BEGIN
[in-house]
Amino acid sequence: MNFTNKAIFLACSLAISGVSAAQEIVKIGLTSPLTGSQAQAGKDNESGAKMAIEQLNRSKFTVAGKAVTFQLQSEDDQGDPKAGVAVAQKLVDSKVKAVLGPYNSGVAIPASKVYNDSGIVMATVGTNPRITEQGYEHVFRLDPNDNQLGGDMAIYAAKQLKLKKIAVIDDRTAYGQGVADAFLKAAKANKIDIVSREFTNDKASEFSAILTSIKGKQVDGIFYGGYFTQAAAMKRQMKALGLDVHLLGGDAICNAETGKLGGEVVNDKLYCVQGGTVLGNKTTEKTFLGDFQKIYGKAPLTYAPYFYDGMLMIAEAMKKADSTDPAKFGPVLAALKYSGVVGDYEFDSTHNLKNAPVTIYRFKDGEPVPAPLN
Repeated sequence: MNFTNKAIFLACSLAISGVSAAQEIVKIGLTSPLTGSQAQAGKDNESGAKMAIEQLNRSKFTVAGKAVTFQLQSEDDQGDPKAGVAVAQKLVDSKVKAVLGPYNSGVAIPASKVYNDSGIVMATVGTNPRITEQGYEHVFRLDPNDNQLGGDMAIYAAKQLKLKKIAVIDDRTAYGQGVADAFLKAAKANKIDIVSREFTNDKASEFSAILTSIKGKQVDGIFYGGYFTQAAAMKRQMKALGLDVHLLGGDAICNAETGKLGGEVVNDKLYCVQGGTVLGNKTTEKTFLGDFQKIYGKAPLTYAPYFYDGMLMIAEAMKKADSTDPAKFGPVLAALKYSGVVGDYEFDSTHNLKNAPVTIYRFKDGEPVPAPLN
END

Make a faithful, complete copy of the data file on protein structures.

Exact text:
[in-house]
Amino acid sequence: MNFTNKAIFLACSLAISGVSAAQEIVKIGLTSPLTGSQAQAGKDNESGAKMAIEQLNRSKFTVAGKAVTFQLQSEDDQGDPKAGVAVAQKLVDSKVKAVLGPYNSGVAIPASKVYNDSGIVMATVGTNPRITEQGYEHVFRLDPNDNQLGGDMAIYAAKQLKLKKIAVIDDRTAYGQGVADAFLKAAKANKIDIVSREFTNDKASEFSAILTSIKGKQVDGIFYGGYFTQAAAMKRQMKALGLDVHLLGGDAICNAETGKLGGEVVNDKLYCVQGGTVLGNKTTEKTFLGDFQKIYGKAPLTYAPYFYDGMLMIAEAMKKADSTDPAKFGPVLAALKYSGVVGDYEFDSTHNLKNAPVTIYRFKDGEPVPAPLN
Repeated sequence: MNFTNKAIFLACSLAISGVSAAQEIVKIGLTSPLTGSQAQAGKDNESGAKMAIEQLNRSKFTVAGKAVTFQLQSEDDQGDPKAGVAVAQKLVDSKVKAVLGPYNSGVAIPASKVYNDSGIVMATVGTNPRITEQGYEHVFRLDPNDNQLGGDMAIYAAKQLKLKKIAVIDDRTAYGQGVADAFLKAAKANKIDIVSREFTNDKASEFSAILTSIKGKQVDGIFYGGYFTQAAAMKRQMKALGLDVHLLGGDAICNAETGKLGGEVVNDKLYCVQGGTVLGNKTTEKTFLGDFQKIYGKAPLTYAPYFYDGMLMIAEAMKKADSTDPAKFGPVLAALKYSGVVGDYEFDSTHNLKNAPVTIYRFKDGEPVPAPLN